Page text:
The European environmental directives for Restrictions of Hazardous Substances (RoHS), which includes restrictions on the use of lead in electronics, has affected the global supply chain for materials used in aerospace products. The result of this market shift is important for AIA member companies, forcing a transition away from tin-lead (SnPb) alloys used in the assembly and coating for high performance electronics.
AIA’s new Workforce Policy Council (WPC) is forming working groups to address each of the council’s five focal issues. Companies represented on the WPC and any other interested AIA members are encouraged to name subject matter experts.
There is good news for the civil space program in the Fiscal Year 2014 budget adopted by Congress. Within H.R. 3547, a joint House and Senate omnibus bill, NASA, NOAA’s National Environmental Satellite, Data and Information Service and the FAA’s Office of Commercial Space Flight were funded close to or at the President’s budget request.
Throughout AIA’s Second to None campaign, one of our most effective communications tools has been the use of social media, including twitter, Facebook, Linkedin among other platforms. Last year, for example, we made great use of our twitter feed @AIAspeaks to promote our “We are the Explorers” movie trailer for the film “Star Trek: Into Darkness.” Also, for the past 100 days, AIA has tweeted success stories from NASA and the space industry as examples of important progress the space program has achieved. And just in the past week, AIA has jumped on board a tweeting firestorm that resulted from Slate.com’s publication of Charles Seife’s polemical attack on NASA, “What is NASA For?” joining a growing cascade of commentary about NASA’s and the space industry’s achievements filed under the hashtag #WhatIsNASAFor.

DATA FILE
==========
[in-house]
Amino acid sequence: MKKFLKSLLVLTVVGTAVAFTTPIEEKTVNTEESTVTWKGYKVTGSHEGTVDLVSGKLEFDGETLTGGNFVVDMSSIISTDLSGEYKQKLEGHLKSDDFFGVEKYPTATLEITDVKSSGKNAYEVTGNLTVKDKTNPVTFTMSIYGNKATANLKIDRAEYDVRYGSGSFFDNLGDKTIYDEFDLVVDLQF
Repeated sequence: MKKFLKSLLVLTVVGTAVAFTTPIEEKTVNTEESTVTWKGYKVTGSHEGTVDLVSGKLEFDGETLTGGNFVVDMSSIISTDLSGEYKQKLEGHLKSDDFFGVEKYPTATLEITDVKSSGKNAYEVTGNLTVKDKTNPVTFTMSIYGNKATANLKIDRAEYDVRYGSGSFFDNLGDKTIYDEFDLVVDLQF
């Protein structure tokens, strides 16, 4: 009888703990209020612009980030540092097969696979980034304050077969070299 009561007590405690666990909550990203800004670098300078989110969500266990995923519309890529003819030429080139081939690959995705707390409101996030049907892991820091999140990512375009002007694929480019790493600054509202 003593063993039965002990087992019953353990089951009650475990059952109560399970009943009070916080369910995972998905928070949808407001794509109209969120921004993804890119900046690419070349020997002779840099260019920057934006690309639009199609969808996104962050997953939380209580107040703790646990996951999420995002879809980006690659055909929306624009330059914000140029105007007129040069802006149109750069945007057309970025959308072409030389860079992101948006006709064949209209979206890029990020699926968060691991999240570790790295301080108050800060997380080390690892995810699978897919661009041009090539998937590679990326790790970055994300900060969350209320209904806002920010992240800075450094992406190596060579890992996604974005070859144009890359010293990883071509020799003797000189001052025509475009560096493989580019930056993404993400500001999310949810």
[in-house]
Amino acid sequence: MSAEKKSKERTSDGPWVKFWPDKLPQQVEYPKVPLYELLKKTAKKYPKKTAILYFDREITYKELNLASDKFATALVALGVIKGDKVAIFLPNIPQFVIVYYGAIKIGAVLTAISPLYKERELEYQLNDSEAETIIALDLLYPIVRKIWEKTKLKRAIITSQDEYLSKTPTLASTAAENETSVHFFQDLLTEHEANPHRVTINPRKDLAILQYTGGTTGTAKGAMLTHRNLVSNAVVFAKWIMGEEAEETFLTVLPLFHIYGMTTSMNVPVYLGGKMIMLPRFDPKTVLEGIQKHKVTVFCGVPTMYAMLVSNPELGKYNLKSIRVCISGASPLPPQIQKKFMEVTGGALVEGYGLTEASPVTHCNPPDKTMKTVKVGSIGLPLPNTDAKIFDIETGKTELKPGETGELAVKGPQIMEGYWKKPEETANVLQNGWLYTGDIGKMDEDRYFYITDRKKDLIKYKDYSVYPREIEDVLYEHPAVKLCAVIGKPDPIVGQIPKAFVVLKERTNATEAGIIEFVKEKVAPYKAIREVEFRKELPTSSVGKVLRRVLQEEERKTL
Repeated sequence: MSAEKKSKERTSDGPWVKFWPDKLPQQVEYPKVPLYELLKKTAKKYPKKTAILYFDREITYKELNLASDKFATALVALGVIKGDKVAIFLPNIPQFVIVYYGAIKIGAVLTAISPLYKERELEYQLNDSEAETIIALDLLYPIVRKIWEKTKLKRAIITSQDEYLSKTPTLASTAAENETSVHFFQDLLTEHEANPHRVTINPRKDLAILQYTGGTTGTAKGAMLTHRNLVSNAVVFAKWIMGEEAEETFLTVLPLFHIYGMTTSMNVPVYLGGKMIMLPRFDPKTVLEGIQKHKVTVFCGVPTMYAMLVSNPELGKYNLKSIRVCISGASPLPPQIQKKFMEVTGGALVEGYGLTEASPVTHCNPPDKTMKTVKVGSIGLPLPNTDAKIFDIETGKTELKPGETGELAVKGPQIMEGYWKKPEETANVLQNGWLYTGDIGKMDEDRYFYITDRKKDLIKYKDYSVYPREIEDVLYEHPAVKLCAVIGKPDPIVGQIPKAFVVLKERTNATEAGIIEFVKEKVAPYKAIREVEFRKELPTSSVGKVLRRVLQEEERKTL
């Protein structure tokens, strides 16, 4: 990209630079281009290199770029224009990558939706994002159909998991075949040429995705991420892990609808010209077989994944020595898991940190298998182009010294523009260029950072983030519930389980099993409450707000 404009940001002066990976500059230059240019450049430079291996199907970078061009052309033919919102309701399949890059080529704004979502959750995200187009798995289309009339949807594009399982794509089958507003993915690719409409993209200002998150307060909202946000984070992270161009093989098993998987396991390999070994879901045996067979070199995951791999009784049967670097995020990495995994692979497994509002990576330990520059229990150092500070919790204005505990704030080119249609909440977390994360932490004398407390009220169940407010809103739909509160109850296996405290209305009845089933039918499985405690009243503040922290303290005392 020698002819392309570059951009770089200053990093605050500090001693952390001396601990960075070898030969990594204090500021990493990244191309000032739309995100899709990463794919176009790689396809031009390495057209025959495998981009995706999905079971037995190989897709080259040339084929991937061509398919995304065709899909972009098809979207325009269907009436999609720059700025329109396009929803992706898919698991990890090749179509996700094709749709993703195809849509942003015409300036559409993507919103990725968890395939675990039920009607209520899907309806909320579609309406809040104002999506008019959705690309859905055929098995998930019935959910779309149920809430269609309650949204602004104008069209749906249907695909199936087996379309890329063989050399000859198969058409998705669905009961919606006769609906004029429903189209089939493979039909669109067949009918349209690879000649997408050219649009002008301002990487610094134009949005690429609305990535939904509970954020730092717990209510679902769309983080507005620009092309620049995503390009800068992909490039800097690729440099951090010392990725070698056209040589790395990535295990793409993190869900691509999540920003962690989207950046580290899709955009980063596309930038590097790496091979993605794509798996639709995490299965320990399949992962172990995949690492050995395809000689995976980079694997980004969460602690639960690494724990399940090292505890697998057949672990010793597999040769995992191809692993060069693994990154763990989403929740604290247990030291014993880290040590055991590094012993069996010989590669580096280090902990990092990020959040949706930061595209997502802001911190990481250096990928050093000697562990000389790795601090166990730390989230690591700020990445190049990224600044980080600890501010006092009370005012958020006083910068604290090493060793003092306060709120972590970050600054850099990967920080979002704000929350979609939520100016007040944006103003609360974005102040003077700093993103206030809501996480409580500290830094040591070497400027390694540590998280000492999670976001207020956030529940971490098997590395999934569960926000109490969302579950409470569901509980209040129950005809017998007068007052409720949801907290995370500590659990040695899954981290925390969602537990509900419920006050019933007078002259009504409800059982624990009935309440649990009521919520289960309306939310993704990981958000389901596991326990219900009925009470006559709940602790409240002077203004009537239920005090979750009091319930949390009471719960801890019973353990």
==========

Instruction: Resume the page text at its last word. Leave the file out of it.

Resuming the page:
We hear it often: It takes entirely too long to develop new military aircraft and other defense systems. We wistfully long for the bygone era when legendary outfits like Kelly Johnson’s Lockheed Skunk Works team actually went from proposal to production of a new aircraft concept, the XP-80 jet, in only 143 days.